The Palestinian collectors of the sacred songs of Israel found no traditional inscription to this psalm, and left it without conjecture of its authorship. In Alexandria it appears to have been attributed to David, but with the addition that it had some peculiar connection with the son of Jonadab and the first exiles. This connection, together with the resemblance between this psalm and Jeremiah’s writings, has led many critics to ascribe it to that prophet, a conjecture also borne out by the fact that it is, in great part, an adaptation of other psalms, chiefly 22, 31, 35, and 40, since such dependence on older writings is a prominent feature in Jeremiah. His life of danger and adventure, his early consecration to his office, the high position which he took at one time in the councils of the nation, all agree with what the author of this psalm says of himself. (Comp. Psalm 71:6, with Jeremiah 1:5, and see Note, Psalm 71:21.) Still it is quite as likely that we have here another of those hymns composed, or, more properly speaking, in this case, arranged, to express not individual feeling and experience, but that of suffering Israel. (See Note, Psalm 71:6; Psalm 71:20.) In a cento of passages from older compositions the rhythm is necessarily irregular.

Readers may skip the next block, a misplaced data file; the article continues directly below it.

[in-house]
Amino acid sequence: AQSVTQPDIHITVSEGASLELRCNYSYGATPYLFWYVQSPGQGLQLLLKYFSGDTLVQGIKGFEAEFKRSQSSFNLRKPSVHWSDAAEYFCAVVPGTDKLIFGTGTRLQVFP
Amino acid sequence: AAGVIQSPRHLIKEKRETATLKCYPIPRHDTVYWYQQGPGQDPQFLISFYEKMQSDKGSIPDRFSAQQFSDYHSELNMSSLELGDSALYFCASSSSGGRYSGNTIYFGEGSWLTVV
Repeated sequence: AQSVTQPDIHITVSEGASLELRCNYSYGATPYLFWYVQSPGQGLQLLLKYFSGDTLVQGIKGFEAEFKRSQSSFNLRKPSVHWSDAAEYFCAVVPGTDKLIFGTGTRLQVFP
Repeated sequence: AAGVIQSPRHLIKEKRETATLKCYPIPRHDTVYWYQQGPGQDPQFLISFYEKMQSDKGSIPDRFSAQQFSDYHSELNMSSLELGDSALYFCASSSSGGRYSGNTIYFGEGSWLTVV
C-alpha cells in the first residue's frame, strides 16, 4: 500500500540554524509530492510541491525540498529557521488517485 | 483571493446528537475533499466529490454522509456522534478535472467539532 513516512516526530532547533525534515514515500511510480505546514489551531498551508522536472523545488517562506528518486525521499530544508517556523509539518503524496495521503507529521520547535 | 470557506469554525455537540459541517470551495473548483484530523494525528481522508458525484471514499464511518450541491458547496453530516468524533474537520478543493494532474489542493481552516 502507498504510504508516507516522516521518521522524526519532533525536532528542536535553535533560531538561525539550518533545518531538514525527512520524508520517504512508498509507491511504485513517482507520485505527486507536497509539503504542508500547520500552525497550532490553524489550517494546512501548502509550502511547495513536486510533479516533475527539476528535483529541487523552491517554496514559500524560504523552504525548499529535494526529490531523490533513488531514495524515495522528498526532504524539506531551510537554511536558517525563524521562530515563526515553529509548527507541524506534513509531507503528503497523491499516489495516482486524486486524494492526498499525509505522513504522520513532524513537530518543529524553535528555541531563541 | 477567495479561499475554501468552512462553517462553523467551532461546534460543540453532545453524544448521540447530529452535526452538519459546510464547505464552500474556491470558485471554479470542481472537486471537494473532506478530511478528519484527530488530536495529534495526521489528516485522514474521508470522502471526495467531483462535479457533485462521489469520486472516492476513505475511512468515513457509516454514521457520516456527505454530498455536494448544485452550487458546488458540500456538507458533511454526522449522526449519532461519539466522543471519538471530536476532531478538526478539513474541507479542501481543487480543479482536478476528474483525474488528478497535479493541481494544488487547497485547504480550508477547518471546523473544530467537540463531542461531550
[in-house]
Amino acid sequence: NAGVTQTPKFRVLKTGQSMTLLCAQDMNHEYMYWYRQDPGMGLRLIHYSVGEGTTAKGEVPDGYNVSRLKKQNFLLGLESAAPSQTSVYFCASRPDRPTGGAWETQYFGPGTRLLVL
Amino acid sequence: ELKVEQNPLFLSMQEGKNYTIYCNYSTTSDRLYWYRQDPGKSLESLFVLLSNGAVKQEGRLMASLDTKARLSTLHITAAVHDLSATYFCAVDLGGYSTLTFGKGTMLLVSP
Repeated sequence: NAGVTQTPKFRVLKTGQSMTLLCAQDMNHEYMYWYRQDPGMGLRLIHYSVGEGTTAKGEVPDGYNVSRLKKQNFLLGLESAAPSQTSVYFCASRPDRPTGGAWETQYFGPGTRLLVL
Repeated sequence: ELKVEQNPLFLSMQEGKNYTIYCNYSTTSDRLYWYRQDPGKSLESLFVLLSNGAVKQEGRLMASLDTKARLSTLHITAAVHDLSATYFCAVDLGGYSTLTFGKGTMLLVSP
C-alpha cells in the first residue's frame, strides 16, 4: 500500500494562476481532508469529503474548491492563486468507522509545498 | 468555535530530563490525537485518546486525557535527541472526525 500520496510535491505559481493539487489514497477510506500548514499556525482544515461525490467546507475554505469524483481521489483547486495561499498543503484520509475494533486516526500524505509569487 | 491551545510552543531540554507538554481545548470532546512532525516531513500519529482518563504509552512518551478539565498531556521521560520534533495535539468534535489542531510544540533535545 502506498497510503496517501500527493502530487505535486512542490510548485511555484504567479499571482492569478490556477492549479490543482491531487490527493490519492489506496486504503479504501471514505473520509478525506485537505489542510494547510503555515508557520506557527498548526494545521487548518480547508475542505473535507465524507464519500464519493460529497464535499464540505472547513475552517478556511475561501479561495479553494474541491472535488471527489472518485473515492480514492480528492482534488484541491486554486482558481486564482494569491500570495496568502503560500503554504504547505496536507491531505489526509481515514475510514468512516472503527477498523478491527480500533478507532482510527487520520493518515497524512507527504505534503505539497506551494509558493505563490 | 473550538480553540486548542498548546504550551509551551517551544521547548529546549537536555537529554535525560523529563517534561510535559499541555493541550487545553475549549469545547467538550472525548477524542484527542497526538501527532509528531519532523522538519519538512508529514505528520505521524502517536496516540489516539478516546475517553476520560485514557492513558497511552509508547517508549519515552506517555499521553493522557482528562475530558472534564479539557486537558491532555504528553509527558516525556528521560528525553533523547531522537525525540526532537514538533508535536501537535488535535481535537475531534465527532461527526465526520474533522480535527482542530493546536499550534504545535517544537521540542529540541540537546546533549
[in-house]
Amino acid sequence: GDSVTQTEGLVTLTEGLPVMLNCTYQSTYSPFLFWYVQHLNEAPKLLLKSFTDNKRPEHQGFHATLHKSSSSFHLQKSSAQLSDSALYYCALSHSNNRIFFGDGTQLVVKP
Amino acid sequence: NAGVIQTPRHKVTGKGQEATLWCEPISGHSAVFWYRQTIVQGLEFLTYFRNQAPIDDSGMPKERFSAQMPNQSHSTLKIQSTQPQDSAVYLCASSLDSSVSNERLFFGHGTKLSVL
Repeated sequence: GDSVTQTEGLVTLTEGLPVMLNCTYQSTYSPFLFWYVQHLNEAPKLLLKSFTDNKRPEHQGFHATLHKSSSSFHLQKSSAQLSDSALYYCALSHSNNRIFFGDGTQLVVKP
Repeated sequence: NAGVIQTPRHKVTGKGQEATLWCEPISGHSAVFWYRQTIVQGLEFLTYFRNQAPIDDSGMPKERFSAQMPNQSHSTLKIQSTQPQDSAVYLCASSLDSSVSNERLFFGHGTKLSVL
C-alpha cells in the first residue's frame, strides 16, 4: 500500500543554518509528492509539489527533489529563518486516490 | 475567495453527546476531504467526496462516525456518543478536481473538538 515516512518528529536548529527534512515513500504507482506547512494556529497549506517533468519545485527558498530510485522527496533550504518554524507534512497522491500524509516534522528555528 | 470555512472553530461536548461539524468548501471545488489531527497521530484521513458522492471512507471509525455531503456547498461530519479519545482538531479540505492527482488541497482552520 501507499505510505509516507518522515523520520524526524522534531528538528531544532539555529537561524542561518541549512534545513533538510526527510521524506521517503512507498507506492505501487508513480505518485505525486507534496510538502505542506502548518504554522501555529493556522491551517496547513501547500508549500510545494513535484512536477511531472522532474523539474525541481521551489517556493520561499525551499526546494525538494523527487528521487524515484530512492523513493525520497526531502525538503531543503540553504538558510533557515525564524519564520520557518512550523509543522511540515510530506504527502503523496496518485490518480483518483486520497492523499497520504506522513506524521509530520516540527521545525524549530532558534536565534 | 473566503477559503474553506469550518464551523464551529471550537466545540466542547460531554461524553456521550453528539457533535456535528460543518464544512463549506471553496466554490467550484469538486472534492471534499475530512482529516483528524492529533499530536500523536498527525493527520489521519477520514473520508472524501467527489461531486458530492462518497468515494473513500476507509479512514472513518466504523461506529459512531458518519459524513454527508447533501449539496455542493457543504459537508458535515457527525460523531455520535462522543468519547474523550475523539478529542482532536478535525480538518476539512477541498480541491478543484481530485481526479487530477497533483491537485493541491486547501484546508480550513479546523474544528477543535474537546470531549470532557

“And God shall be my hope, my stay.”
“God, our hope, shall succour us.”—2 Henry VI.
This allusion to birth and retrospect of life from the earliest infancy, is not unsuitable to Israel personified as an individual, or rather it suits both the individual and the community of which he is the mouthpiece. So it has often been in application treated as an epitome of the history of the Christian Church.
Thy strength.—Literally, thine arm, the symbol of power. (Comp. Isaiah 52:10; Isaiah 53:1, &c)
Unto this generation.—Literally, to a generation, explained by the next clause to mean, to the coming generation.
Depths . . .—Abysses, properly of water. (See Psalm 33:7.) Perhaps here with thought of the waters on which the earth was supposed to rest. If so, the image is the common one of a “sea of trouble.”
“That mind and soul according well,
May make one music as before,